Almost no one really uses smartphone apps to track their health. That’s my takeaway from the latest Pew Research report. Although the report says close to 70% of adults are tracking some health statistics such as weight, diet or medical symptoms most of them do so either in their head (49%) or on paper (34%). The 21% who report using some kind of technology are split among a medical device (e.g., glucometer), app, spreadsheet, or website. Some people use technology and paper or keep info in their heads. Not surprisingly it’s people with chronic illnesses who are more likely to track information.
I don’t think the current generation of health apps is going to take us very far. It’s tedious to enter data and many people would rather just forget about their illness then spend a lot of time gathering, entering and analyzing it. And even if the information is tracked it doesn’t mean it will be used.
I have had to maintain a medical journal, but I use a simple spreadsheet that I can print and email to the doctor. That’s despite the fact that there are some cute apps available that supposedly make things simpler. I’m definitely the exception in that I’m willing to track details accurately over a long period of time and use them in appointments and phone calls with physicians. And let’s face it, a high proportion of the 49% of people who say they track things in their head are deluding themselves about the quality of their data.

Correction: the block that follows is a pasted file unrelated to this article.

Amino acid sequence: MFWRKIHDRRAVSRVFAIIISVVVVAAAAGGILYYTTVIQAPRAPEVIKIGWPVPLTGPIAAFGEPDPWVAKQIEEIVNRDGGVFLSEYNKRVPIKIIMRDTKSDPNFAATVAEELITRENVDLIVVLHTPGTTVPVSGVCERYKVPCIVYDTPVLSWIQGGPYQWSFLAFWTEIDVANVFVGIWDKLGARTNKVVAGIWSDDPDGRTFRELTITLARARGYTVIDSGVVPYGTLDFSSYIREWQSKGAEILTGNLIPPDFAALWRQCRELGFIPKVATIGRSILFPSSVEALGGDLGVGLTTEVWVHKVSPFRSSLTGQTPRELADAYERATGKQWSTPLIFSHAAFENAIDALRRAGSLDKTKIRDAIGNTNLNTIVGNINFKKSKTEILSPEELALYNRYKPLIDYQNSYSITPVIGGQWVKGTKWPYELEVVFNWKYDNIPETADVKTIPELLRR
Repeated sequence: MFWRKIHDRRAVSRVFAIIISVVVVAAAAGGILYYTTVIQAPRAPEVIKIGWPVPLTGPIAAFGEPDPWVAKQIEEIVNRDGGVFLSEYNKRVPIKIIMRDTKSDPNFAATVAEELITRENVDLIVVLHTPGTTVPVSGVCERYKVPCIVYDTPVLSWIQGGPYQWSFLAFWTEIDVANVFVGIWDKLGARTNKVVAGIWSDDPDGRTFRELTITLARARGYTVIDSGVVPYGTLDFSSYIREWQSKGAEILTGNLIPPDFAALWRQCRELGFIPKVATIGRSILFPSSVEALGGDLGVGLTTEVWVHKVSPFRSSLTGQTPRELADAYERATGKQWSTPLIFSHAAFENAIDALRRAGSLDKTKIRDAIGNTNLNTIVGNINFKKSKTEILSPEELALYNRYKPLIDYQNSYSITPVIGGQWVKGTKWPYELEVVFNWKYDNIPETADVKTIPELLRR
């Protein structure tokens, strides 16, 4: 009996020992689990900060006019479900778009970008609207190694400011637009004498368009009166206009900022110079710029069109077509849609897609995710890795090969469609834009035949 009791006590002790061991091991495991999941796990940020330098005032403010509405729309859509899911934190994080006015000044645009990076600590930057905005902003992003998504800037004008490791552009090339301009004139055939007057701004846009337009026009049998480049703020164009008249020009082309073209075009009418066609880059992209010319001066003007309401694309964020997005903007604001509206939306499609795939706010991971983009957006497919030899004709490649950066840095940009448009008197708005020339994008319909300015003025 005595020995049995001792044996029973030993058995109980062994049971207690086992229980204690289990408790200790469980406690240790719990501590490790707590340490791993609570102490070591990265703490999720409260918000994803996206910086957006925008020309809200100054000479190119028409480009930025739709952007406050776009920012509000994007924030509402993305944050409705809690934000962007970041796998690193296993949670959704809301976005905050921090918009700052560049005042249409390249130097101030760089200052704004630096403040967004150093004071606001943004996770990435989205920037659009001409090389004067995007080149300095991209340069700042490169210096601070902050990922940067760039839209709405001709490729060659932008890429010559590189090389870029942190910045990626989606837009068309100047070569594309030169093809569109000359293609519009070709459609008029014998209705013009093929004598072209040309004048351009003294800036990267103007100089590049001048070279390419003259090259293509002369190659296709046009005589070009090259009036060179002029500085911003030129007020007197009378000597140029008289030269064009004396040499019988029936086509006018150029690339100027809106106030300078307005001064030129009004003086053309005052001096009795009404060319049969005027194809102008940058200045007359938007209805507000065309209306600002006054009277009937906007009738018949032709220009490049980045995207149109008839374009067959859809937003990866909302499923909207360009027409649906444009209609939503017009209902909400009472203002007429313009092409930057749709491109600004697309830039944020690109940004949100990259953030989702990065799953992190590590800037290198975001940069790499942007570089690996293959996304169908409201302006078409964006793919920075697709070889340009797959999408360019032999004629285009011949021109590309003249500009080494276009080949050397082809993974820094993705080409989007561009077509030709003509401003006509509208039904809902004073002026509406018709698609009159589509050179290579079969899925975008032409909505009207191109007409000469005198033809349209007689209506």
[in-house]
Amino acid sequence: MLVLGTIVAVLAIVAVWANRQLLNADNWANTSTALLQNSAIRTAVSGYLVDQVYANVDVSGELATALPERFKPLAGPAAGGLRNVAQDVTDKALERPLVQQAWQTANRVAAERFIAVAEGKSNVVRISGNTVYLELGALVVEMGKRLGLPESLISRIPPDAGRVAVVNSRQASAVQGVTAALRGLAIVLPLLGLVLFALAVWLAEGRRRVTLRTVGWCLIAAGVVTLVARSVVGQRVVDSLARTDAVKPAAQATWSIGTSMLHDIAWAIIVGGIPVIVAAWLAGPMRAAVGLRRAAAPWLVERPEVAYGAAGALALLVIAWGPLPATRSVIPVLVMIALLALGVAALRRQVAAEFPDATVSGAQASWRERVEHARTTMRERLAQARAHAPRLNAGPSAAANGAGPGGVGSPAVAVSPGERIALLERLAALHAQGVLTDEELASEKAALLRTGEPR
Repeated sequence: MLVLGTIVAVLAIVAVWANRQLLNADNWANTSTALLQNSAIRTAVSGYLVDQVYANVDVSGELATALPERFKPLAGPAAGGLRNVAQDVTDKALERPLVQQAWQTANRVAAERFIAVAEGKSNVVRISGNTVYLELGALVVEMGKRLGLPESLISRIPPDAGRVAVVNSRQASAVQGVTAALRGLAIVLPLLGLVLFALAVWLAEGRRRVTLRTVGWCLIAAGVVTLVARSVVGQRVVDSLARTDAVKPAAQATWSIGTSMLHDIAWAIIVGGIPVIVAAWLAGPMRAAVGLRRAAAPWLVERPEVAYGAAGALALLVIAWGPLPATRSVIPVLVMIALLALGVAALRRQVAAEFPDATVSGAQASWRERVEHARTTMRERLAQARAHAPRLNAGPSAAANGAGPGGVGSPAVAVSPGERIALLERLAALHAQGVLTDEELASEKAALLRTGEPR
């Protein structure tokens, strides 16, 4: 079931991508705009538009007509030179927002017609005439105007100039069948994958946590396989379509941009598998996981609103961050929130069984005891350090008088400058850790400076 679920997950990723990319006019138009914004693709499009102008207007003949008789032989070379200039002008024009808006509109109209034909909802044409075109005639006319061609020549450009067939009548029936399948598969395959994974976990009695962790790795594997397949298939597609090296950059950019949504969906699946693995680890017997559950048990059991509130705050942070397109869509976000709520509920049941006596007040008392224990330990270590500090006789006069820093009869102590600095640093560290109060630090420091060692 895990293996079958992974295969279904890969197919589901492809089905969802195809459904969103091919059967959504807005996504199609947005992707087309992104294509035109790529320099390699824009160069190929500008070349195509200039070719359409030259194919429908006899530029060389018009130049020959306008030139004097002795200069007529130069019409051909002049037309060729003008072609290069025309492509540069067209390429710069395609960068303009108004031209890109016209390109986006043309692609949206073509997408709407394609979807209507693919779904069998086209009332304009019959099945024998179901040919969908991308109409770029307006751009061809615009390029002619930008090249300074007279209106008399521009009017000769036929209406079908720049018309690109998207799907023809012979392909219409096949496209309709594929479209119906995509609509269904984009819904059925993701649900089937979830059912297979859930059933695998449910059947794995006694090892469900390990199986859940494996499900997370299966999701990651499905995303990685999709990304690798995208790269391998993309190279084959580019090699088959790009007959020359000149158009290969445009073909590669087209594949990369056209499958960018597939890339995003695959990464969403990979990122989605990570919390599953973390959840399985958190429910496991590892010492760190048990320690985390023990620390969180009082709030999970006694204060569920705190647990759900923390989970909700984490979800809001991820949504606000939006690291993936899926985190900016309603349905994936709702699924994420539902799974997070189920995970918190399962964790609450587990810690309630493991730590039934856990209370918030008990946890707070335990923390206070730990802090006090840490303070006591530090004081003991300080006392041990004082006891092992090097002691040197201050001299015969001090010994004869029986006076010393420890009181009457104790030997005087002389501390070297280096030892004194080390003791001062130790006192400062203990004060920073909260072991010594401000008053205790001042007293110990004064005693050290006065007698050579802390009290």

The key to health tracking will be passive data collection. Once the smartphone can keep an eye on its owner’s activities, symptoms and vital signs we’ll be in a whole different place. There will still be the need to sift through the massive amount of data generated to summarize it and glean the useful tidbits, but that’s actually an easier problem to solve than the passive sensor challenge.
Until we get to really smart, passive devices, which will take a decade or more, you should expect to see successive editions of the Pew report saying more or less what this one says.